UWB Technology Makes RF the Doctor

UWB Technology Makes RF the Doctor

With in-body sensors becoming more vital in medical treatment, researchers analyzed the human body as an RF/microwave propagation medium, especially for UWB signals.

RF/microwave technology is quickly becoming viewed as a possible way to treat illnesses. For example, by using in-body sensors, many health parameters, such as blood pressure and heart rate, can be measured automatically by any doctor with access to the internet.

For that to take place, though, a better understanding is needed of how such sensors will work within the human body, using a body as a propagation medium. To learn more, researchers from the Institute of Telecommunications and Multimedia Applications of the Universitat Politecnica de Valencia, Valencia, Spain, analyzed the human body as an RF/microwave propagation medium, especially for UWB signals.

Today’s medical-analysis methods depend more on wireless sensors to provide insights into a patient’s health. Sensors have been developed for monitoring glaucoma, cardiac conditions, and even bowel movements. IEEE Standard 802.15.6-2012 has been established to allocate different portions of the electromagnetic (EM) spectrum for the operation of wearable or implantable sensors for medical use.

The Industrial, Scientific, and Medical (ISM) frequency band from 2.400 to 2.483 GHz is well-established as available spectrum for medical devices, but interest has been growing in the possible use of ultrawideband (UWB) frequencies in the range from 3.1 to 10.7 GHz for medical applications as well. In support of that goal, the researchers set out through computer simulations and measurements to characterize the human body as a propagation medium for wireless medical devices.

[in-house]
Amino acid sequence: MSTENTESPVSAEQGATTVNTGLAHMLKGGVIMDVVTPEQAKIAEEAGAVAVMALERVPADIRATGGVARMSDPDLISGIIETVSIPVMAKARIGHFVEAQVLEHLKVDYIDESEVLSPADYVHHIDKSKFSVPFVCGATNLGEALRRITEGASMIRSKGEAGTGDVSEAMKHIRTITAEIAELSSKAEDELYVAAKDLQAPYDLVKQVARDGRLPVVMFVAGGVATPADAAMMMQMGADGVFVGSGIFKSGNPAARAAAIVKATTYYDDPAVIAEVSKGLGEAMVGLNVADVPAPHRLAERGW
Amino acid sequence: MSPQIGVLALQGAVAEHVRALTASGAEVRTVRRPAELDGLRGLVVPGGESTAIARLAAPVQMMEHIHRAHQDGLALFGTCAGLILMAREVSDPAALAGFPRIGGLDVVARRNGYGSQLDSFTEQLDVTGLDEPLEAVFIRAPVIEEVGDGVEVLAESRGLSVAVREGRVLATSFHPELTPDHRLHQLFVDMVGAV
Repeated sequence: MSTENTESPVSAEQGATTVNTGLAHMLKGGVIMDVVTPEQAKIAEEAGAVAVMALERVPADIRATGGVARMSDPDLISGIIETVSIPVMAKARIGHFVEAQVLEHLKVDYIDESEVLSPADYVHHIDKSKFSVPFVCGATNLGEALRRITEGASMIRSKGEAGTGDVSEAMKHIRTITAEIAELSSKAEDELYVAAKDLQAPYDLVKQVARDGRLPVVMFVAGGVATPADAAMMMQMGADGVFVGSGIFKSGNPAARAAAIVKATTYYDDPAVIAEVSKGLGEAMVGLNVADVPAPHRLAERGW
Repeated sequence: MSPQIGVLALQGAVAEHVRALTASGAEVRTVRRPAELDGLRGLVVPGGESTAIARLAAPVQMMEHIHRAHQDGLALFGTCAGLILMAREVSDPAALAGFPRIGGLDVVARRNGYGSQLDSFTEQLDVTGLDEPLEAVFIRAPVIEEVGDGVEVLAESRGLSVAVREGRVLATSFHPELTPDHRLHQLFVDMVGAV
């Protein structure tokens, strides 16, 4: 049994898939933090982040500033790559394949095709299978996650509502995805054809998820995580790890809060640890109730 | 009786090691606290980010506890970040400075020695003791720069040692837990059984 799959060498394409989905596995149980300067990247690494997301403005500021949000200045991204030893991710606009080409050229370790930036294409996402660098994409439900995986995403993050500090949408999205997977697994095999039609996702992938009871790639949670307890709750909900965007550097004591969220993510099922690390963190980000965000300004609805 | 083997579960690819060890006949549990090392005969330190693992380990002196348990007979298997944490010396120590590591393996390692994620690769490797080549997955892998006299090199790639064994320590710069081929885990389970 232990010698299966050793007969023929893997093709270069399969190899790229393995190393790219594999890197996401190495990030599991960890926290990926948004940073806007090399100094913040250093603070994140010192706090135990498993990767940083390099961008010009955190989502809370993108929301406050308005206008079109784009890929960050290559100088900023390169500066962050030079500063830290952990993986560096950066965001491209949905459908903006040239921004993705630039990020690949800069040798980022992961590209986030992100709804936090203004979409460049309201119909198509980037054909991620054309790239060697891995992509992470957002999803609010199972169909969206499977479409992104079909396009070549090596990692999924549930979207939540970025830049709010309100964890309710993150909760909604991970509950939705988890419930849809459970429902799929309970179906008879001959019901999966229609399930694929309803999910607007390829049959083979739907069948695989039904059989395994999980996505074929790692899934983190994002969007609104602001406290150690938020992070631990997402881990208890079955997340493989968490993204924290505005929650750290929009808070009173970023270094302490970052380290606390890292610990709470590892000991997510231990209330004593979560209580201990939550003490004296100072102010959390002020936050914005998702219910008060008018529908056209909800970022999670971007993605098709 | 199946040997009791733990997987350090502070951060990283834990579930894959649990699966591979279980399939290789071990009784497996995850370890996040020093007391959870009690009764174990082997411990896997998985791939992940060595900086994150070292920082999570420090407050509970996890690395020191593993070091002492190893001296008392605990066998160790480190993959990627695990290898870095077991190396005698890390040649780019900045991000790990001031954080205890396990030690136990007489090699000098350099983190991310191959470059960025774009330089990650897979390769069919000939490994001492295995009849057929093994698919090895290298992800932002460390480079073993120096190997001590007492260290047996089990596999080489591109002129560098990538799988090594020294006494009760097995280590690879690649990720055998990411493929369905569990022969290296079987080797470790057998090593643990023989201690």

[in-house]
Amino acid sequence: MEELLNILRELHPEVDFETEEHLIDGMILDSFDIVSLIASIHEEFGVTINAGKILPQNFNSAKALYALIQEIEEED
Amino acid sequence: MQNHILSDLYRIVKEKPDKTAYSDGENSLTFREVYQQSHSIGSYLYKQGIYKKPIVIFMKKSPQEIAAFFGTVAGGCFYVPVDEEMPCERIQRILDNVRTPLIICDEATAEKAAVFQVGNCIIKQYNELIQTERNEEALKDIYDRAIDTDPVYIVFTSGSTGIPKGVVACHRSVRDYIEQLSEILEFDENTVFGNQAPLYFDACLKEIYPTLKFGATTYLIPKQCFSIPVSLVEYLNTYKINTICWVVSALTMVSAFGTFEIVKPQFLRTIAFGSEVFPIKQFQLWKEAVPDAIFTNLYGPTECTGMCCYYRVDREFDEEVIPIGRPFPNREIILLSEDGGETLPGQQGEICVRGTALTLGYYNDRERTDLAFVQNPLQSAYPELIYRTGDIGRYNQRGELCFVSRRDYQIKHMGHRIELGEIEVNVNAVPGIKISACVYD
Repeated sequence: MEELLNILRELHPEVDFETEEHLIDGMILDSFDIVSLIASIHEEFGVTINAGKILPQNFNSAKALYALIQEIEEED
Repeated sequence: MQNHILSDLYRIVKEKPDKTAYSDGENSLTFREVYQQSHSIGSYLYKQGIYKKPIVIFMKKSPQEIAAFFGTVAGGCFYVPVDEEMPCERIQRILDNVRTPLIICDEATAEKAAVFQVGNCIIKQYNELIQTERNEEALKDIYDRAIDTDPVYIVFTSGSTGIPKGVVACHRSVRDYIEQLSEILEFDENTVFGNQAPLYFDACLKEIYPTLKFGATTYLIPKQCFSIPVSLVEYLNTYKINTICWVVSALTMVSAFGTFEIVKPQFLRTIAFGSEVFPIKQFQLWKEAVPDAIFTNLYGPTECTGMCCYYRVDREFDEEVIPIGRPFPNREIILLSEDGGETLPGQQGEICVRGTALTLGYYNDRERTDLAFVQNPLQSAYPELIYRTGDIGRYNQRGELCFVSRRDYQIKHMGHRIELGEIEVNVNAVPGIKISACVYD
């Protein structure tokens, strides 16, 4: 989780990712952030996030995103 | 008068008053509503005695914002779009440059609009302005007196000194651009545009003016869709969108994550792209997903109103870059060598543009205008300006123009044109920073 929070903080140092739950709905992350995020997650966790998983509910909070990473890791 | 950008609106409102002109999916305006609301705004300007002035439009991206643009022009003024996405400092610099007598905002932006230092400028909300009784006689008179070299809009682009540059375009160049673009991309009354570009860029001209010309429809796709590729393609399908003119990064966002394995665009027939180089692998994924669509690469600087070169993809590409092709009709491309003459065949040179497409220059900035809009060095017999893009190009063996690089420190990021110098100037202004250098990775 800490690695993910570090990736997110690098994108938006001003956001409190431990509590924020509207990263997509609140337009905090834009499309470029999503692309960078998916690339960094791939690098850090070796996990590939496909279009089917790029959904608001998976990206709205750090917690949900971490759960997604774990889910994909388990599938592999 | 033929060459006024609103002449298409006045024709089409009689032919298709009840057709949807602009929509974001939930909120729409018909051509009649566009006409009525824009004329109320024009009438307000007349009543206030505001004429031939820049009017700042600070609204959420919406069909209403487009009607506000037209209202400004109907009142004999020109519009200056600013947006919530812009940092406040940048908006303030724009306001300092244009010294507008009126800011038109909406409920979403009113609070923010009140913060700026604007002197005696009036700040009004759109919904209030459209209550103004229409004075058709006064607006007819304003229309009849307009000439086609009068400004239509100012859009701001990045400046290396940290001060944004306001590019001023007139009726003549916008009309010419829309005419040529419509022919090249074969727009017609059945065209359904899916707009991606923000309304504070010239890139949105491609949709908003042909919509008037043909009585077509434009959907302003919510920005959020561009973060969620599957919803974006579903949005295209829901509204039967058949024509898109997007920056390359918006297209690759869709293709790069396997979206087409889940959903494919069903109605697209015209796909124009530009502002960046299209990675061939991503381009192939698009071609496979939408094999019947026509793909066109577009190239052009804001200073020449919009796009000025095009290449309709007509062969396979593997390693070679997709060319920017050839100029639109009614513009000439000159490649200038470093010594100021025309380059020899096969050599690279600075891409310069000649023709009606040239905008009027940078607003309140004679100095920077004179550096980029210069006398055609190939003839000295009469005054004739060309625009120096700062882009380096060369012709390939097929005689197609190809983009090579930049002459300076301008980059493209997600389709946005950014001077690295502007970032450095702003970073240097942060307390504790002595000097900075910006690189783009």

The human body represents a complex propagation medium for in-body sensor networks, and details on the effects of living tissues on UWB radio waves aren’t easily found. Predictions can be made through mathematical analysis or the use of simulation software, and measurements can be performed with chemicals known as “phantoms” to mimic the behavior of living human issues, or through vivo measurements on living animals (such as mammals) serving as models for the human body. To better understand how living tissues will serve as a radio channel for UWB signals, the permittivity, conductivity, and permeability characteristics of the tissues must be known in the way they are known for substrate materials, such as printed-circuit-board (PCB) materials, that serve as the basis for high-frequency circuits.

The researchers point to a healthy background of measurement data on these electrical parameters from previous experiments on different living animals, including rats, cows, rabbits, and dogs. Measurements were performed with the aid of on-body and in-body patch antennas and microwave vector network analyzers.

Advances in EM simulation software, such as CST Microwave Studio and ANSYS HFSS, have also made it possible to model an entire human body as a propagation medium with different frequency-dependent electrical characteristics throughout the body. They also explored the use of many different phantoms, such as water with sucrose, to take the place of actual tissues in measurements of relative permittivity and other electrical material characteristics. The scientists include measurement results for phantoms representing many different tissues and organs, including breast tissues, wet skin, fat, and liver, with the UWB frequency ranges for the reported results.

Using EM simulation software, the experimenters developed several human-body models for analyzing UWB radio-channel performance and the relative losses that can be expected through different parts of the body. Multiple antenna setups are recommended for the most efficient use of UWB signals in medical in-body propagation applications, due to the diversity in reception throughout the human body.

See “Ultrawideband Technology for Medical In-Body Sensor Networks,” IEEE Antennas & Propagation Magazine, Vol. 60, No. 3, June 2018, p. 19.

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